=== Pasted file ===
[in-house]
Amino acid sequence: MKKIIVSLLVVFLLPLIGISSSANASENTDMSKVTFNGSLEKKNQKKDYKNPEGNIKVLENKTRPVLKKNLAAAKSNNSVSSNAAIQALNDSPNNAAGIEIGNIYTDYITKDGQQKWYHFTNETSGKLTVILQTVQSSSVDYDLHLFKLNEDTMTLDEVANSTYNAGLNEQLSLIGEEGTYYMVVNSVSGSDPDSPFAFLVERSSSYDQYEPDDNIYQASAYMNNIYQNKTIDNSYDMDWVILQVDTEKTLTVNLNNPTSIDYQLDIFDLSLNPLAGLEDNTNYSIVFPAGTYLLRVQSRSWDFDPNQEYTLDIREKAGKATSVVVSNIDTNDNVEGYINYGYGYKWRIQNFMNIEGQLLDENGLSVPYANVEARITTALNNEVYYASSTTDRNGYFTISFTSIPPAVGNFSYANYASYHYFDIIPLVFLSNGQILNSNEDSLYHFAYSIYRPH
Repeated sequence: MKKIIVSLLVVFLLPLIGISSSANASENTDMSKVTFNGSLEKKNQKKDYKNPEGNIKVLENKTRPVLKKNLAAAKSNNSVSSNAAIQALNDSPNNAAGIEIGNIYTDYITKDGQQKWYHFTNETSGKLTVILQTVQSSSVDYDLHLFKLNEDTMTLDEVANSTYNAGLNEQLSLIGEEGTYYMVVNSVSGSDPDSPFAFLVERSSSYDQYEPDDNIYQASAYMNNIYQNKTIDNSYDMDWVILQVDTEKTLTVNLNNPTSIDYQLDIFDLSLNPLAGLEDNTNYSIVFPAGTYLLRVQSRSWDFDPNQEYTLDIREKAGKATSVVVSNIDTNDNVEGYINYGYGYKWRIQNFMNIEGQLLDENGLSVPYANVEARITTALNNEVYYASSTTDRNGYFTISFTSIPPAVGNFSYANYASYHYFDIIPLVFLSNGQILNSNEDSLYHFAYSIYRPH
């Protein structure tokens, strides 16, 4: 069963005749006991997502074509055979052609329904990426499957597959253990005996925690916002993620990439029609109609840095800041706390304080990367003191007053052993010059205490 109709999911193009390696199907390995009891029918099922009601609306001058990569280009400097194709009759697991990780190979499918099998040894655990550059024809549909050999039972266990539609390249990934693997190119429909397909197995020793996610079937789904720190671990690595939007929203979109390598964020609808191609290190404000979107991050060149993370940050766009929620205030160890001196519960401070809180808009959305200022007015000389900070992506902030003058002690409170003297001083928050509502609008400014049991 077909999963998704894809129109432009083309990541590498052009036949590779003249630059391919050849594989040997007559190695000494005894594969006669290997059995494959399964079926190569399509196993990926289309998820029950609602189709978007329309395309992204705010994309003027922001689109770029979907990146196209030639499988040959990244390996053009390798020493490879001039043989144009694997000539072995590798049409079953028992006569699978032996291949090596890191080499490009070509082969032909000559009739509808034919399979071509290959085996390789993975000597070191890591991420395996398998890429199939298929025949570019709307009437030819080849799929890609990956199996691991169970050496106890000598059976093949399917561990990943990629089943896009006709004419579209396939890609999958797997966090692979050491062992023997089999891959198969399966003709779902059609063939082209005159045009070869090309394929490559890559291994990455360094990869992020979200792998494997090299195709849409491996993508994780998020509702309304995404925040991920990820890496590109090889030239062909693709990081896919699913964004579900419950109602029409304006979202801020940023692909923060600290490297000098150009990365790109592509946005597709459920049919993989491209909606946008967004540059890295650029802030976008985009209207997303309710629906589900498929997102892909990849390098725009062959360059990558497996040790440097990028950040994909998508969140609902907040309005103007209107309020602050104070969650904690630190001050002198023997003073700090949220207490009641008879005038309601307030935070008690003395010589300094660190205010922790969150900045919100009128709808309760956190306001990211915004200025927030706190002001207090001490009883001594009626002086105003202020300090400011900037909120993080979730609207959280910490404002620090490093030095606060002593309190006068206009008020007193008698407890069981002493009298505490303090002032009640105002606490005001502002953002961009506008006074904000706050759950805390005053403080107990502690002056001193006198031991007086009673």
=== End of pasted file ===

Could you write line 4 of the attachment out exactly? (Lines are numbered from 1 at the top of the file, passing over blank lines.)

């Protein structure tokens, strides 16, 4: 069963005749006991997502074509055979052609329904990426499957597959253990005996925690916002993620990439029609109609840095800041706390304080990367003191007053052993010059205490 109709999911193009390696199907390995009891029918099922009601609306001058990569280009400097194709009759697991990780190979499918099998040894655990550059024809549909050999039972266990539609390249990934693997190119429909397909197995020793996610079937789904720190671990690595939007929203979109390598964020609808191609290190404000979107991050060149993370940050766009929620205030160890001196519960401070809180808009959305200022007015000389900070992506902030003058002690409170003297001083928050509502609008400014049991 077909999963998704894809129109432009083309990541590498052009036949590779003249630059391919050849594989040997007559190695000494005894594969006669290997059995494959399964079926190569399509196993990926289309998820029950609602189709978007329309395309992204705010994309003027922001689109770029979907990146196209030639499988040959990244390996053009390798020493490879001039043989144009694997000539072995590798049409079953028992006569699978032996291949090596890191080499490009070509082969032909000559009739509808034919399979071509290959085996390789993975000597070191890591991420395996398998890429199939298929025949570019709307009437030819080849799929890609990956199996691991169970050496106890000598059976093949399917561990990943990629089943896009006709004419579209396939890609999958797997966090692979050491062992023997089999891959198969399966003709779902059609063939082209005159045009070869090309394929490559890559291994990455360094990869992020979200792998494997090299195709849409491996993508994780998020509702309304995404925040991920990820890496590109090889030239062909693709990081896919699913964004579900419950109602029409304006979202801020940023692909923060600290490297000098150009990365790109592509946005597709459920049919993989491209909606946008967004540059890295650029802030976008985009209207997303309710629906589900498929997102892909990849390098725009062959360059990558497996040790440097990028950040994909998508969140609902907040309005103007209107309020602050104070969650904690630190001050002198023997003073700090949220207490009641008879005038309601307030935070008690003395010589300094660190205010922790969150900045919100009128709808309760956190306001990211915004200025927030706190002001207090001490009883001594009626002086105003202020300090400011900037909120993080979730609207959280910490404002620090490093030095606060002593309190006068206009008020007193008698407890069981002493009298505490303090002032009640105002606490005001502002953002961009506008006074904000706050759950805390005053403080107990502690002056001193006198031991007086009673």